This clip shows a straightforward PP Lensectomy. Note the following steps:
1. The fragmentor is ALWAYS brought in from the superotemporal sclerotomy. The size of the fragmentor handle makes it difficult to bring in nasally over the patient's nose.
2. This clip shows all ports as 20 gauge. A small gauge infusion can be placed. If a 25+ infusion is placed, be cautious not to overcome the infusion with the large bore of the 20 ga frag.
3. It is helpful, as shown in this clip, to infuse INTO the lens directly, rather than use the infusion from the cannula. In fact, infusing into the vitreous will help force vitreous up into the lens capsule, thus exerting traction on the peripheral vitreous base. Here a 20 ga needle is connected to the infusion line (the infusion to the cannula was clamped with a hemostat and disconnected). The needle can also be helpful to rotate and manipulate pieces of the nucleous as it is being removed.
4. Begin by fragmenting through the center of the lens. Frag on the way through, and come off the power on the way back. Core a vertical path through the lens, and then use the frag and infusion needle to crack it apart into two pieces. The pieces can be rotated and divided into quarters as well.
5. Once the nucleous has been removed, switch to the vitrectomy probe. Note in this clip that a piece of nucelus had been dislocated into the vitreous and needed to be later removed. Make sure that an anterior vitrectomy has been done before starting the lensectomy whenever possible. This helps prevent grabbing anterior vitreous when using the vitrectomy probe to strip away the residual cortex from the undersurface of the capsule.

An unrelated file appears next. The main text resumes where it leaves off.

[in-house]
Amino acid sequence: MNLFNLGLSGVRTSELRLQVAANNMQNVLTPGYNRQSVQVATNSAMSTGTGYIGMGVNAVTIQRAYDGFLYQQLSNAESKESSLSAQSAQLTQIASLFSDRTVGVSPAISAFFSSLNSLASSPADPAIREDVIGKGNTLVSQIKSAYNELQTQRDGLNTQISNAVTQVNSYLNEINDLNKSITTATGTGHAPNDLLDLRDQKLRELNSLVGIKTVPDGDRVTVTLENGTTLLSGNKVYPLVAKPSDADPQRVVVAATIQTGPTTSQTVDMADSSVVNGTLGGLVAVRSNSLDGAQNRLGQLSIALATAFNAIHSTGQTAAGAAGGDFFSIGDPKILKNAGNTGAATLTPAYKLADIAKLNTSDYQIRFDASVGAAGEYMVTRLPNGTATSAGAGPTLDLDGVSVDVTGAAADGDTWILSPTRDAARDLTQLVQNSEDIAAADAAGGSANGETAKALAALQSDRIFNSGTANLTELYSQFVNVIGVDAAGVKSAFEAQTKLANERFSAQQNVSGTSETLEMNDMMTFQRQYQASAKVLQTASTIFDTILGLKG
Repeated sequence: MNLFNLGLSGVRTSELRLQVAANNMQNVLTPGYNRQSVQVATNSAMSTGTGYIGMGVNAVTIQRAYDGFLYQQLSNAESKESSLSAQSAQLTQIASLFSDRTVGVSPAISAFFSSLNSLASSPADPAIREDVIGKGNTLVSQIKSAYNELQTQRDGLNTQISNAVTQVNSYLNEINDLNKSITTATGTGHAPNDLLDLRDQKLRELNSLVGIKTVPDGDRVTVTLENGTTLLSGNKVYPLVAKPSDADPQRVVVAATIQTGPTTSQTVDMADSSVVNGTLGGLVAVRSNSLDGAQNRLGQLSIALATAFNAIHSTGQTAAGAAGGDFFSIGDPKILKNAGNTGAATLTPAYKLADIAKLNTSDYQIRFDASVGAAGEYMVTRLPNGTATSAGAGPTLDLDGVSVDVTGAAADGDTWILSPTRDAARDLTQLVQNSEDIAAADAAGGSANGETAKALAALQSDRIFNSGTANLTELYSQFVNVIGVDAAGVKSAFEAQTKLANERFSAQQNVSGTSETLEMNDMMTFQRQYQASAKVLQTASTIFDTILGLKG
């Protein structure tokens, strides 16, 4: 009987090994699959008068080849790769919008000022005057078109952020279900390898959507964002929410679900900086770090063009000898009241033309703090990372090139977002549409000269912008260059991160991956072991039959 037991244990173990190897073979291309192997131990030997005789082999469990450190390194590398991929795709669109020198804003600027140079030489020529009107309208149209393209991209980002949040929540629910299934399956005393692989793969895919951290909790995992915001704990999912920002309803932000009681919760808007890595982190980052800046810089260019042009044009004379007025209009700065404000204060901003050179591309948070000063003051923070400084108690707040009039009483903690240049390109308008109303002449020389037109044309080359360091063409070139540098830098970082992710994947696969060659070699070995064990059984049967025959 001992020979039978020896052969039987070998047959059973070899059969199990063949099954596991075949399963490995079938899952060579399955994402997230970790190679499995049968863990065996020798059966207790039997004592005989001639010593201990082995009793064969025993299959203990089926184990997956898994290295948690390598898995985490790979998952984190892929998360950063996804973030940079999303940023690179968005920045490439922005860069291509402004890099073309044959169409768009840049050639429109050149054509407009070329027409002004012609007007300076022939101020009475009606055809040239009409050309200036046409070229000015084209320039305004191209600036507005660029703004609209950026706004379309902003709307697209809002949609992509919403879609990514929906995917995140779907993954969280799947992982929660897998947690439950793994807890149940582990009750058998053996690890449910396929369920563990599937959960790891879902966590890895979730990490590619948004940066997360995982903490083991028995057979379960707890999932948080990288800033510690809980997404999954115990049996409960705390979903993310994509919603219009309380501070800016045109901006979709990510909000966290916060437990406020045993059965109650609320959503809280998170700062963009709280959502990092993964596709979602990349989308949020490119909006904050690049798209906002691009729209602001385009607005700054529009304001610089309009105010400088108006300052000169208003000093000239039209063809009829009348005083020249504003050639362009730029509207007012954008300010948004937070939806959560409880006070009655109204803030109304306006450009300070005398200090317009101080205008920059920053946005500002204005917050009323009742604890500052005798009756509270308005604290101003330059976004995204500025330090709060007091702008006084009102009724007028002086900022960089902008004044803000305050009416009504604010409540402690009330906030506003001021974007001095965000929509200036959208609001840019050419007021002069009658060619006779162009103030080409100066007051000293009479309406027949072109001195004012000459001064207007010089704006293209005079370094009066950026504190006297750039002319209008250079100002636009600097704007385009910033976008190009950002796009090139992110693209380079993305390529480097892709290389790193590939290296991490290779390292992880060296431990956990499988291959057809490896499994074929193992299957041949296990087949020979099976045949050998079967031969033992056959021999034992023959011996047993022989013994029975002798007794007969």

6. Try if possible to preserve the anterior lens capsule intact. The final step is to polish the intact lens capsule free of lens epithelial cells. The best way to do this is to use the endoilluminator to illuminate the undersurface of the capsule, and to turn off the light of the microscope. The epithelial cells become very easy to see. Turn off the cutting mode, and use the vitrectomy probe to aspirate and "scrape" away the cells with a back and forth motion. If a hole or tear in the capsule exists, aspirate toward the hole, but not away from it, so as to avoid enlarging the hole. The capsule can be left for later support of an IOL in the sulcus. Also, it is beneficial to keep silicone oil in the posterior segment. This technique was reported by our group in 2002 ncbi.nlm.nih.gov/pubmed/11825819